'This most sophisticated and provocative work weaves together intangible heritage, performance and authenticity. At the hinge of ethnic tradition and (post)modern individual consumerism, this book focusses on a leading edge of change in Chinese civilization.' - Nelson Graburn, Professor Emeritus of Anthropology, University of California, Berkeley
'Yujie Zhu has given us an incisively grounded account of how a centralized nation-state shapes local and minority heritage and channels it into the production of commodified sentiment.' - Michael Herzfeld, Ernest E. Monrad Professor of the Social Sciences, Harvard University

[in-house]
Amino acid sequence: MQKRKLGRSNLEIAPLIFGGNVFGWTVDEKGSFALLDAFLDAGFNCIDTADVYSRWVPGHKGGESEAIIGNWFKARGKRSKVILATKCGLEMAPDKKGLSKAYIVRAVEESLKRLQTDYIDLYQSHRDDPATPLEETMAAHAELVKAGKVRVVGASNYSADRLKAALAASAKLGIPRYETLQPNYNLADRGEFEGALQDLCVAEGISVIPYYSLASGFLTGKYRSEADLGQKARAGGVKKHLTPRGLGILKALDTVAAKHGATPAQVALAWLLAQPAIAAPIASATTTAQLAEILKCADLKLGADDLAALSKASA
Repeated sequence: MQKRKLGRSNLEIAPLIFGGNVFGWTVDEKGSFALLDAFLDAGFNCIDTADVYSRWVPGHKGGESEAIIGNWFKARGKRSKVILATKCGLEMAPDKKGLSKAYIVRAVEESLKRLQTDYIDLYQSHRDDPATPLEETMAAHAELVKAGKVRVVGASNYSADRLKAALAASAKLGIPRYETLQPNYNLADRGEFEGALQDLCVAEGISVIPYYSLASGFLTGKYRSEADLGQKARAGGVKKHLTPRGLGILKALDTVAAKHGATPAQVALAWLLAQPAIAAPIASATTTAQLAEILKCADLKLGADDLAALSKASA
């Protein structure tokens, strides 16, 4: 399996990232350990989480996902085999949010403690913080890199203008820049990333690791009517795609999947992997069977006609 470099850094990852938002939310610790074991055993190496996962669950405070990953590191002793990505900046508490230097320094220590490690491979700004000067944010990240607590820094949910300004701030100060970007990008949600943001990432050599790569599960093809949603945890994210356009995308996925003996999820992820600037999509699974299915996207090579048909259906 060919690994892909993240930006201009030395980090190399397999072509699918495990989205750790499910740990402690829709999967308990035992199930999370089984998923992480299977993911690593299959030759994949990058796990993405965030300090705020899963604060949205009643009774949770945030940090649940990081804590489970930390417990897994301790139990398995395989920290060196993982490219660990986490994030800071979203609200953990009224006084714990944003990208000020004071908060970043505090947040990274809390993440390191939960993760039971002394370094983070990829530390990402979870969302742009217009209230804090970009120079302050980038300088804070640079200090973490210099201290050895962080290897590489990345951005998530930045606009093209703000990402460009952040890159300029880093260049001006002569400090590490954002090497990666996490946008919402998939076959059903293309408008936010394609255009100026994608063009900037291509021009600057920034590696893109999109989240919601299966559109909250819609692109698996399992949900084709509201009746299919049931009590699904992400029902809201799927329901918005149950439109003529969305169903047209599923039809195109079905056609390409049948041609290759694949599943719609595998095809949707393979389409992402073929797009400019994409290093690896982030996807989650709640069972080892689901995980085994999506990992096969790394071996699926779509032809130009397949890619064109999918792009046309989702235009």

The drums beat, an old man in a grand robe mutters incantations and three brides on horseback led by their grooms on foot proceed to the Naxi Wedding Courtyard, accompanied, watched and photographed the whole way by tourists, who have bought tickets for the privilege. The traditional wedding ceremonies are performed for the ethnic tourism industry in Lijiang, a World Heritage town in southwest China. This book examines how heritage interacts with social-cultural changes and how individuals perform and negotiate their identities through daily practices that include tourism, on the one hand, and the performance of ethnicity on the other. The wedding performances in Lijiang not only serve as a heritage 'product' but show how the heritage and tourism industry helps to shape people's values, dreams and expectations. This book also explores the rise of 'romantic consumerism' in contemporary China. Chinese dissatisfaction with the urban mundane leads to romanticized interests in practices and people deemed to be natural, ethnic, spiritual and aesthetic, and a search for tradition and authenticity. But what, exactly, are tradition and authenticity, and what happens to them when they are turned into performance?